After lunch we touristed in the little town of Trebon: visited the castle (mostly archives inside, not open to the public), climbed the bell tower, walked around the town, strolled around the pond and across the dam. Then drove on to Ceske Budejovice (aka Budweis, home of the original Budweiser beer) -- at 100,000 people, the largest town we've visited in the Czech Republic. Its town square was large and bright -- exactly what the town squares in all those small towns we'd visited (nice though they were) want to be when they grow up.
Our hotel, Solne Brany, was lovely, centrally located... and right across the river from a major music festival which, we discovered (and despite the desk clerk's professions of ignorance) goes until 1:30 AM both days we're here. Even with the windows shut and with the (probably sedate by comparison with later) afternoon music it was too loud to think straight. After considering the efficacy of earplugs, we called Monika and asked her to deal with it, then went for a walk. 45 minutes later, just as we were about to check out a restaurant for dinner, Monika called: they found someplace else. We decided to check the restaurant before heading back to hotel #1, and were intercepted by someone (a local? another tourist?) who said two other places nearby were much better.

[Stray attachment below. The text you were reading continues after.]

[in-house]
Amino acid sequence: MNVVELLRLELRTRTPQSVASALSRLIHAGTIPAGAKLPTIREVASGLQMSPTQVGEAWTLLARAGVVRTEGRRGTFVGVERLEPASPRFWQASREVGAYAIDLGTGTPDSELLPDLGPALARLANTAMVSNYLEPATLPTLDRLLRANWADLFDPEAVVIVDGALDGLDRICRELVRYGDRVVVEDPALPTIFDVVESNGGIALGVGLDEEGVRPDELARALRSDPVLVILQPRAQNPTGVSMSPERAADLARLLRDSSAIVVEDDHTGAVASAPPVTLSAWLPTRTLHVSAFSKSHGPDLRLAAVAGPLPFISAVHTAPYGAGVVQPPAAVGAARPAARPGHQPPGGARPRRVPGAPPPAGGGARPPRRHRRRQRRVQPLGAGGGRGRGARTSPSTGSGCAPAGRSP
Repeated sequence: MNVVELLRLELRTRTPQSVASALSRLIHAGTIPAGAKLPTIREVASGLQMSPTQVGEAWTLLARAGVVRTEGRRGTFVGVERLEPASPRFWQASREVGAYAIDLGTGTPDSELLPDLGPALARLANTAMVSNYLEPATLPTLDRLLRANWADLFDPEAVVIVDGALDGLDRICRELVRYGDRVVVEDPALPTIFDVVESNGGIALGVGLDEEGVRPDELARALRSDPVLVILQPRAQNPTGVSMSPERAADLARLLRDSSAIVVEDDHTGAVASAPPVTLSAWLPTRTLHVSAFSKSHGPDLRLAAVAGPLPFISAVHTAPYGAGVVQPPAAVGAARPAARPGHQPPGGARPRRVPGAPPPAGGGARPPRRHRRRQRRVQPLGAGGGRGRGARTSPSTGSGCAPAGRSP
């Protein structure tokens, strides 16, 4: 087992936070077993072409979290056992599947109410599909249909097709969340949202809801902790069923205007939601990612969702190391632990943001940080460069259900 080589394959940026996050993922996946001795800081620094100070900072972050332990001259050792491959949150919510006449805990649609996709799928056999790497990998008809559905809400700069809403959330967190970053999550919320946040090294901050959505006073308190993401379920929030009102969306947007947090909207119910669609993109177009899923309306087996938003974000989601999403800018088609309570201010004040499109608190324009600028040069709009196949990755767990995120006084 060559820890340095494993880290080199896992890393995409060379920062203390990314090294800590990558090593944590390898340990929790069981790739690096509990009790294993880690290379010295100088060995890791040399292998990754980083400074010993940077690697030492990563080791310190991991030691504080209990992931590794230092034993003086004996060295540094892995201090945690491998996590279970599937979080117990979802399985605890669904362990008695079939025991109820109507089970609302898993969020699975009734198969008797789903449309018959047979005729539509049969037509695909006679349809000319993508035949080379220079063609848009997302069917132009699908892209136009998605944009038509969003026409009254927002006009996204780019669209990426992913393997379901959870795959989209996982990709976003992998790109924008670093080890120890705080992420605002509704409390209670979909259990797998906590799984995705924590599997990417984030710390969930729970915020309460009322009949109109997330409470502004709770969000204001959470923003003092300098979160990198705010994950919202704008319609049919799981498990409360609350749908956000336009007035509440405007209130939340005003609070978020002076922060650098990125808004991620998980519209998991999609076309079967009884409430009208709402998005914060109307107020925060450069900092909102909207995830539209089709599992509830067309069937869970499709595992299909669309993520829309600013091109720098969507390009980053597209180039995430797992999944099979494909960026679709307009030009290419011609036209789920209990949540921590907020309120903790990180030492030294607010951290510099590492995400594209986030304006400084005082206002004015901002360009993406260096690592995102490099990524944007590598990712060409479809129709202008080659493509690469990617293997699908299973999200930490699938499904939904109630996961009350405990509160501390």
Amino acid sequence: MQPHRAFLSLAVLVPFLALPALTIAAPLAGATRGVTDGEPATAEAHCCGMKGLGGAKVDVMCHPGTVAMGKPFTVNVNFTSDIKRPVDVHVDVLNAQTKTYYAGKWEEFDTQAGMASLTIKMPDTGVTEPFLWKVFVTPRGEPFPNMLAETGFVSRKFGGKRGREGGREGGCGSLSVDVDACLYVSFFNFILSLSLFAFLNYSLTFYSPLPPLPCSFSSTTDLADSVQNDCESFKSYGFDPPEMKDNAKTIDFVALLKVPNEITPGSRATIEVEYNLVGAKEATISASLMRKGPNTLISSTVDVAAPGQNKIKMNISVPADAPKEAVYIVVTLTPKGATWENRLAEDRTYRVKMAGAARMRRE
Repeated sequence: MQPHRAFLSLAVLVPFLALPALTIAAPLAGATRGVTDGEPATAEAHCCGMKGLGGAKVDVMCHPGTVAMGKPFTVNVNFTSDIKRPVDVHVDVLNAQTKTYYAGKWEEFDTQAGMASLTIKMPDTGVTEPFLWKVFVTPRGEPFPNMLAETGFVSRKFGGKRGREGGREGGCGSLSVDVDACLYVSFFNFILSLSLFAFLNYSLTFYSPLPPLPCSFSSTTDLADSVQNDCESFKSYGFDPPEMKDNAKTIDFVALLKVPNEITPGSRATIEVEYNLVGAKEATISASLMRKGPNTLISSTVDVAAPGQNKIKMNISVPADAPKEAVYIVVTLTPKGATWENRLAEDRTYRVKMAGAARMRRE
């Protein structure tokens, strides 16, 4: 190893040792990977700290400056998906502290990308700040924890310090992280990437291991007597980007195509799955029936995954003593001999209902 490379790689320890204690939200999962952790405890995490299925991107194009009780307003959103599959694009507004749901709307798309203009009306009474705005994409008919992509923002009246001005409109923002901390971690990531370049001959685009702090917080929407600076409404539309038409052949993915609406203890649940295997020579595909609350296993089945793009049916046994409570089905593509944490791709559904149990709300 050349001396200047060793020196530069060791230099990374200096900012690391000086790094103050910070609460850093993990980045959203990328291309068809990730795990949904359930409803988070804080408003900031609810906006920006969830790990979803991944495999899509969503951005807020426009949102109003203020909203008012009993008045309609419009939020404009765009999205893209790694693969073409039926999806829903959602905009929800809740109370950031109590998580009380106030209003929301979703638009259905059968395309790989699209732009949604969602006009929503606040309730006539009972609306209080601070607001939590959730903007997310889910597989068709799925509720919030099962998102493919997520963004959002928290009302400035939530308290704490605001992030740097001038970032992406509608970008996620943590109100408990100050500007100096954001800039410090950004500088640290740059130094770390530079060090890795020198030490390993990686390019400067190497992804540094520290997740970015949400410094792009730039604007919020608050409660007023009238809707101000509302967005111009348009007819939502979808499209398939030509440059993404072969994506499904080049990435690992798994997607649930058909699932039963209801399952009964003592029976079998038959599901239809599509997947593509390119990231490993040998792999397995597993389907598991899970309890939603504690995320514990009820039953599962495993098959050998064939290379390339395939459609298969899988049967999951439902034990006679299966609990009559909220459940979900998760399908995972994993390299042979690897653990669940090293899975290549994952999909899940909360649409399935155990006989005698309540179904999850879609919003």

Back at hotel #1, we found that Monika and Peter had already snagged our bags... except for the CPAP bag. Fortunately ("Ave Maria!" cried the desk clerk) it was eventually found. Hotel #2, Hotel Zatkuv Dum, was just a few blocks away as the crow flies or the pedestrian walks, but a half-hour drive due to one-way and pedestrian streets. We inspected the room before committing, it passed muster, and we were out the door heading for dinner while Monika and Peter were still doing paperwork at the front desk. They get a BIG tip.
At dinner I proposed a toast to Kate: "here's to surviving a crisis." "It was a problem, not a crisis," she replied. "We have Staff, we sic'd 'em on it, and they dealt with it." One could, as I say, get used to this. Of course, maintaining staff like this on a daily basis (and in the US, as opposed to Eastern Europe which, though it's not as cheap as it used to be, is still pretty darn cheap) is more than even we could afford.
For dinner we wound up at "U 3 Sedlaku," a pub that's been on this spot since 1897. With Pilsner Urquell on tap and a menu in German featuring lots of schwein und wurst, I would describe it as a typical Bavarian beer hall, but I do get the impression it is actually a very typical Czech beer hall. I had poppy-and-sesame-crusted pork medallions with grilled vegetables, which was fab, and -- though I don't usually drink beer -- a Pilsner Urquell, because how could one not.
After dinner, wandered the streets for a bit in search of our bearings and dessert. Wound up at the very pleasant terrace restaurant of our own hotel (#2) where we noted one of the dessert options was "zakvicky", which all of our sources translated as "coffins." Naturally, we had to order it. It turned out to be two small, indeed coffin-shaped, pastries made of a stiff light batter having a lot in common with meringue, topped with whipped cream and chocolate syrup. Alas, there was no decaf.
If that was the worst problem we face this trip, we're doing great.